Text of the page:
Caity Dransoff, a kindergarten teacher at Fletcher Elementary School, said if not for a two-school complex opening Monday parents might have to commute across the city to have their school-age autistic children placed in appropriate classes.
Dransoff works at the newly built Fletcher Elementary, which has a program for pre-K and kindergarten children with autism.
Teachers began training at Fletcher and Cato Middle School on Highland Knolls Drive at Vineland Road in June. They continued their training last week and also prepped classrooms for the first day of school.
The Highland Knolls Drive complex is the first in BCSD to house two schools on the same campus.
The schools have separate parking lots, classroom buildings and cafeterias.
The only shared space students can access is an amphitheater adorned with both school names: Dr. Douglas K. Fletcher and Paul L. Cato.
LAY OF THE LAND
The buildings sit on 41 acres of land, about 13 of which are play areas.
Cato has four courts for volleyball and about a dozen for basketball. A roughly 100-yard oval track wraps around an open area, said Ruben Solis, a BCSD facilities director.
The elementary school campus has a 300-yard track and two separate jungle gym areas for kindergarten and upper grades.
Each classroom is equipped with a SMART Board 8070i flatscreen that acts like a digital dry-erase board, and solar tubes allowing teachers to dim the natural lighting.
Fletcher has 36 classrooms, and Cato 42. The classrooms are grouped in fours, and enclose a shared office space for the four teachers.
The average class size will be 22 to 24 students per teacher in grades K-3 and about 28 students per teacher in grades four through eight, administrators said.
The middle school's mascot is the silver, black and forest green Cato Cavaliers.
The elementary school's mascot is a forest green and burgundy airplane called the Fletcher Flyers.
SHARING A CAMPUS:
Nancy Olcott, Fletcher's principal, said while a shared campus allows elementary- and middle-school administrators to collaborate and plan together, it is also important students of different ages don't have access to each other's buildings.
Shared campuses may be unique to BCSD, Olcott said, but not elsewhere.
"This is kind of a concept that's been brewing throughout the state," she said.
Benefits include the ability to communicate with middle school teachers about what specific groups of elementary students need as they transition to middle school; opportunities for peer tutoring; and a shared vision to guide students.
That vision consists of three goals -- building relationships, ensuring students learn, and holding high expectations for students and staff members, Olcott said.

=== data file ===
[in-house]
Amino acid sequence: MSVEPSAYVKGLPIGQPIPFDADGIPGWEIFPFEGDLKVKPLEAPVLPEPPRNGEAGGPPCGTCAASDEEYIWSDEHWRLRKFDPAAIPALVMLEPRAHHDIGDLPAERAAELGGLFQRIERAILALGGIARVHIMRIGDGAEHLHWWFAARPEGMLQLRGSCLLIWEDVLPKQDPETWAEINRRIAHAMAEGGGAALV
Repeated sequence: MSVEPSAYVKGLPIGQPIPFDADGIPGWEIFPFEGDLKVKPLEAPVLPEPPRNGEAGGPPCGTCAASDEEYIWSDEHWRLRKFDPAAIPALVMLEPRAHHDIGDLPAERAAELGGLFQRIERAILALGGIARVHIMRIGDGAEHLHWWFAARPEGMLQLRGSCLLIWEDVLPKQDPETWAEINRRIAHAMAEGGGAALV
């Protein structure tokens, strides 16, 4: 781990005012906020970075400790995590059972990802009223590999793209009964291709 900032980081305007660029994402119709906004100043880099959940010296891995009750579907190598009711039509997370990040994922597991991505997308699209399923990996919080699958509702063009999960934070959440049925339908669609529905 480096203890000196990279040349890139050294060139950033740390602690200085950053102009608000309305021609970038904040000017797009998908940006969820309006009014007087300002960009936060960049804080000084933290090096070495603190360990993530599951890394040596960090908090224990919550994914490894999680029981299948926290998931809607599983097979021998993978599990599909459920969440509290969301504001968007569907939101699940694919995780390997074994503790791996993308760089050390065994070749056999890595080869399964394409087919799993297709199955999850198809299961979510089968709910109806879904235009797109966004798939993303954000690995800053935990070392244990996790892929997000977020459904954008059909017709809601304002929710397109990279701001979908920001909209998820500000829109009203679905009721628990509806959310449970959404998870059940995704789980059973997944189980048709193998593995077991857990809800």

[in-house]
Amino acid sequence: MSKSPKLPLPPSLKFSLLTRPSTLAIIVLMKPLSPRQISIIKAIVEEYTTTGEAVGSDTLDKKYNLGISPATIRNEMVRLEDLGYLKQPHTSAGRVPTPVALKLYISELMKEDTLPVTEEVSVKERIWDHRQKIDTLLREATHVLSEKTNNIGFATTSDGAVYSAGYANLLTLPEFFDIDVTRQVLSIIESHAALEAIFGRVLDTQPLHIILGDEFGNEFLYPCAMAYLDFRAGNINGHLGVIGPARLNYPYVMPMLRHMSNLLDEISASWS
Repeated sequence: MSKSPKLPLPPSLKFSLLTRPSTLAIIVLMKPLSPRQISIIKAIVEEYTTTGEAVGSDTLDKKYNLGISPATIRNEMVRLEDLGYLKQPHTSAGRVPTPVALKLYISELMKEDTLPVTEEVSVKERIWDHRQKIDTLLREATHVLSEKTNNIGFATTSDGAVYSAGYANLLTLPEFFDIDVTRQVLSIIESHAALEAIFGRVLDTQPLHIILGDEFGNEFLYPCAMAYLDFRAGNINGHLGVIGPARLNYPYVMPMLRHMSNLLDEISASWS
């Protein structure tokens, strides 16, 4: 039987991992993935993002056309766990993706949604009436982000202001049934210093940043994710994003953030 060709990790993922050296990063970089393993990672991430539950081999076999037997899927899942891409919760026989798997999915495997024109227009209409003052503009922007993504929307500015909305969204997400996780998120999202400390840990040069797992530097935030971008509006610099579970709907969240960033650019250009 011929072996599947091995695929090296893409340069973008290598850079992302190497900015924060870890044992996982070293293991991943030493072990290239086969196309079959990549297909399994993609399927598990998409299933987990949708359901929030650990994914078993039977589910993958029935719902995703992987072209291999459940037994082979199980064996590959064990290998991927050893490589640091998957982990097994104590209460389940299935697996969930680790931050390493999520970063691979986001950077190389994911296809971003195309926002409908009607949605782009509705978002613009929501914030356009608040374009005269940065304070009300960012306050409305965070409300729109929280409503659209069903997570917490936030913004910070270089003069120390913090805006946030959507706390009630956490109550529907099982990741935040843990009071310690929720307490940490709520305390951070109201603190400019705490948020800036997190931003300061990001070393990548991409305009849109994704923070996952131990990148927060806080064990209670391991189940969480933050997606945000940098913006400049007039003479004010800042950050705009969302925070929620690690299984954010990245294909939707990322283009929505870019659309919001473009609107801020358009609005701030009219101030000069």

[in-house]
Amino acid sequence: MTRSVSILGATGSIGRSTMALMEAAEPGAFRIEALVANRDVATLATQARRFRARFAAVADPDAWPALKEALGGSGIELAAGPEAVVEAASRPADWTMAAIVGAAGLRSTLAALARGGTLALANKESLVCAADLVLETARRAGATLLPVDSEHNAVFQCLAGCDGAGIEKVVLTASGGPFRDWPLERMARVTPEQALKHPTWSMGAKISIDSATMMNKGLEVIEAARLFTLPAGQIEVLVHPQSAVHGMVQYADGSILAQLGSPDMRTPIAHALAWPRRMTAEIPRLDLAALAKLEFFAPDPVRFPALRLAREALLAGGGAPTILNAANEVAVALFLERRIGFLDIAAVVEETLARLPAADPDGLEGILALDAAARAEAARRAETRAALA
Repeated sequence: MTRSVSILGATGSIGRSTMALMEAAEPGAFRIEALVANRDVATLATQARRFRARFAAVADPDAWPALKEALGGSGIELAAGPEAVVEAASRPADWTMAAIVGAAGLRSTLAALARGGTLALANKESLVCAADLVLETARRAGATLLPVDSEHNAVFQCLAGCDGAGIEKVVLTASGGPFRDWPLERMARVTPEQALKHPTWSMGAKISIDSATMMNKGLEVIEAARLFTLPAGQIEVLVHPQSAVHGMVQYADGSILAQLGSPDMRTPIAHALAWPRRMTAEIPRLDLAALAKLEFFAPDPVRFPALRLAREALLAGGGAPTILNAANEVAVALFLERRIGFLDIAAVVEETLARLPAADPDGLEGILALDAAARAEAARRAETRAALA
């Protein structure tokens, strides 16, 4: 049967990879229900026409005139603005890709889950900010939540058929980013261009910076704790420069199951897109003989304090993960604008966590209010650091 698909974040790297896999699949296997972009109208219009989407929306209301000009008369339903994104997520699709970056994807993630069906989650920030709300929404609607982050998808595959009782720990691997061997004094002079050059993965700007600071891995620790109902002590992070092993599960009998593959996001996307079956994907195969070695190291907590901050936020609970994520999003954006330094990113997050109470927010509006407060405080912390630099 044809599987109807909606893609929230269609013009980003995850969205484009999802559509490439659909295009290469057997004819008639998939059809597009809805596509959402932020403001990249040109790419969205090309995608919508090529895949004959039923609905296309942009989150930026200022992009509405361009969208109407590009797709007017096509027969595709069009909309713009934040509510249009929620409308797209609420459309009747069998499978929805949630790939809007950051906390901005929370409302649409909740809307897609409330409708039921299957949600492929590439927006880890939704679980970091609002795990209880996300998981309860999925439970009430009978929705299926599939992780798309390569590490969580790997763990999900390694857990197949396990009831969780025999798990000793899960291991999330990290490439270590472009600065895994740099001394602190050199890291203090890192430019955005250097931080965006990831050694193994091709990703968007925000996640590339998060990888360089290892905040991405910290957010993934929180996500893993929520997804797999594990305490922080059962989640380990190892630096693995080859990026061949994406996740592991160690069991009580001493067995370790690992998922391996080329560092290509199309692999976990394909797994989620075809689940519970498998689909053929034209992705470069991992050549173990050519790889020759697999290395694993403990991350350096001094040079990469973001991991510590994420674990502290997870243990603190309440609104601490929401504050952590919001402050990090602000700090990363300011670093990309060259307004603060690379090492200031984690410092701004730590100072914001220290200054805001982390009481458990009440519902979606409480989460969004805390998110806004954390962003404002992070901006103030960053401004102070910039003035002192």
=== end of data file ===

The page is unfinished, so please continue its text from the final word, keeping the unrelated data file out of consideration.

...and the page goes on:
She gave up a position as BCSD director of curriculum to open the new school.
"There's just nothing more rewarding than being on a school site," she said. "I couldn't pass it up."
Mike Havens, principal of Cato Middle, said all the state-of-the-art features, programs and extra-curricular offerings don't mean anything if the school's culture is negative.
He instructed teachers to pay attention to the "little things" like a student who gets a haircut or wears new shoes.
"You're not going to be able to make a difference with the kids unless they really know you care," Havens said.
Once teachers have their attention, preparing them for college becomes the goal.
Administrators at Cato and Fletcher agreed to require teachers to decorate their classrooms with college paraphernalia to introduce students to different schools and get them excited about college.
Kristin Ramay, an eighth-grade U.S. history teacher, posted in her classroom a 2014 football schedule for her alma mater, San Diego State University.
She said it's just one way to emphasize college readiness.
Ramay, a first-year teacher, said she is especially excited to be working at a new school.
She ends a U.S. history timeline posted on one of the walls with Cato Middle School's opening year, 2014. On another wall, she posted photos of historical events in a display she calls a Histagram -- a play on the popular photo-sharing service Instagram.
The room is full of creative touches, including fwall clocks showing the time in Kampala, London, Rio de Janiero, New York and Bakersfield.
Ramay likes the decorations for the same reason she is excited about teaching at a new school.
"We're able to set the tone of how things are going to work," she said.